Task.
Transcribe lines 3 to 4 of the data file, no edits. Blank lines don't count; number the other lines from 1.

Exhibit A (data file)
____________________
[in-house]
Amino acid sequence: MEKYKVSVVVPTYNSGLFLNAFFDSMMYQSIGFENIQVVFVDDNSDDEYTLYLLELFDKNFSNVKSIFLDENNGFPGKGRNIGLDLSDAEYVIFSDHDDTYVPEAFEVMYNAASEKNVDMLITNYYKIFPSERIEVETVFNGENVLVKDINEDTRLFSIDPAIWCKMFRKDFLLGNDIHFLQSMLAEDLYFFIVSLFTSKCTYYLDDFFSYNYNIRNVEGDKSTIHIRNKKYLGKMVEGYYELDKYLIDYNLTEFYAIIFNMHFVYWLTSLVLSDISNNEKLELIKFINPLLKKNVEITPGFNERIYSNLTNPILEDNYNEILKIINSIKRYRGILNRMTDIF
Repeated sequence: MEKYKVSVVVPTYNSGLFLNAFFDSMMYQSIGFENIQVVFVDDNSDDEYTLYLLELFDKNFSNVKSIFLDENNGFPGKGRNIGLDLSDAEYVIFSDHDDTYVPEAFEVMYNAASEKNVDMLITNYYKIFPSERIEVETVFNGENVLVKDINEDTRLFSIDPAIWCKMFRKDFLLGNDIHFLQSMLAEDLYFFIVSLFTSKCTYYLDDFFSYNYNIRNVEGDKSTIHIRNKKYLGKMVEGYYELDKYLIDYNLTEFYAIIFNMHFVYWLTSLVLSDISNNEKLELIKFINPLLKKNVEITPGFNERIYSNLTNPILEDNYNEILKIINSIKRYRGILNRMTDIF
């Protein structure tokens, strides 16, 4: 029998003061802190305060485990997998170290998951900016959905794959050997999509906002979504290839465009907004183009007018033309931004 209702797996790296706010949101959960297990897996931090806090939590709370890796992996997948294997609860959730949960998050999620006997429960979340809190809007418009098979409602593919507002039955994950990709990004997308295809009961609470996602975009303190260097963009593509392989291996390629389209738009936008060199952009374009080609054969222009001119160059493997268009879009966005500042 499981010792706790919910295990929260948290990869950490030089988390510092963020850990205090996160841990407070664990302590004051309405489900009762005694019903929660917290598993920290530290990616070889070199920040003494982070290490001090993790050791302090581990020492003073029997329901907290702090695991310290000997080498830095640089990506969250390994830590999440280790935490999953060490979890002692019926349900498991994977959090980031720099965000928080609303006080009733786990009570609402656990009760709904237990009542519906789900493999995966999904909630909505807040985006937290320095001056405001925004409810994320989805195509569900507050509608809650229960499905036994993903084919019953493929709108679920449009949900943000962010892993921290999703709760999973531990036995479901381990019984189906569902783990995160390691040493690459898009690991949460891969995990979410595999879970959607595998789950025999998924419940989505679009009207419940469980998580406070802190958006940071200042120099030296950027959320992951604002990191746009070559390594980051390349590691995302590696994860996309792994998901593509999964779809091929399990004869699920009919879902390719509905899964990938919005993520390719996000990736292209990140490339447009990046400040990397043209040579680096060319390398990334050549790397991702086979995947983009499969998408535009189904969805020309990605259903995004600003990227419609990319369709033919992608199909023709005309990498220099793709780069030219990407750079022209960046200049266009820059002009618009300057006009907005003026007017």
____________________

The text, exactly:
Repeated sequence: MEKYKVSVVVPTYNSGLFLNAFFDSMMYQSIGFENIQVVFVDDNSDDEYTLYLLELFDKNFSNVKSIFLDENNGFPGKGRNIGLDLSDAEYVIFSDHDDTYVPEAFEVMYNAASEKNVDMLITNYYKIFPSERIEVETVFNGENVLVKDINEDTRLFSIDPAIWCKMFRKDFLLGNDIHFLQSMLAEDLYFFIVSLFTSKCTYYLDDFFSYNYNIRNVEGDKSTIHIRNKKYLGKMVEGYYELDKYLIDYNLTEFYAIIFNMHFVYWLTSLVLSDISNNEKLELIKFINPLLKKNVEITPGFNERIYSNLTNPILEDNYNEILKIINSIKRYRGILNRMTDIF
């Protein structure tokens, strides 16, 4: 029998003061802190305060485990997998170290998951900016959905794959050997999509906002979504290839465009907004183009007018033309931004 209702797996790296706010949101959960297990897996931090806090939590709370890796992996997948294997609860959730949960998050999620006997429960979340809190809007418009098979409602593919507002039955994950990709990004997308295809009961609470996602975009303190260097963009593509392989291996390629389209738009936008060199952009374009080609054969222009001119160059493997268009879009966005500042 499981010792706790919910295990929260948290990869950490030089988390510092963020850990205090996160841990407070664990302590004051309405489900009762005694019903929660917290598993920290530290990616070889070199920040003494982070290490001090993790050791302090581990020492003073029997329901907290702090695991310290000997080498830095640089990506969250390994830590999440280790935490999953060490979890002692019926349900498991994977959090980031720099965000928080609303006080009733786990009570609402656990009760709904237990009542519906789900493999995966999904909630909505807040985006937290320095001056405001925004409810994320989805195509569900507050509608809650229960499905036994993903084919019953493929709108679920449009949900943000962010892993921290999703709760999973531990036995479901381990019984189906569902783990995160390691040493690459898009690991949460891969995990979410595999879970959607595998789950025999998924419940989505679009009207419940469980998580406070802190958006940071200042120099030296950027959320992951604002990191746009070559390594980051390349590691995302590696994860996309792994998901593509999964779809091929399990004869699920009919879902390719509905899964990938919005993520390719996000990736292209990140490339447009990046400040990397043209040579680096060319390398990334050549790397991702086979995947983009499969998408535009189904969805020309990605259903995004600003990227419609990319369709033919992608199909023709005309990498220099793709780069030219990407750079022209960046200049266009820059002009618009300057006009907005003026007017």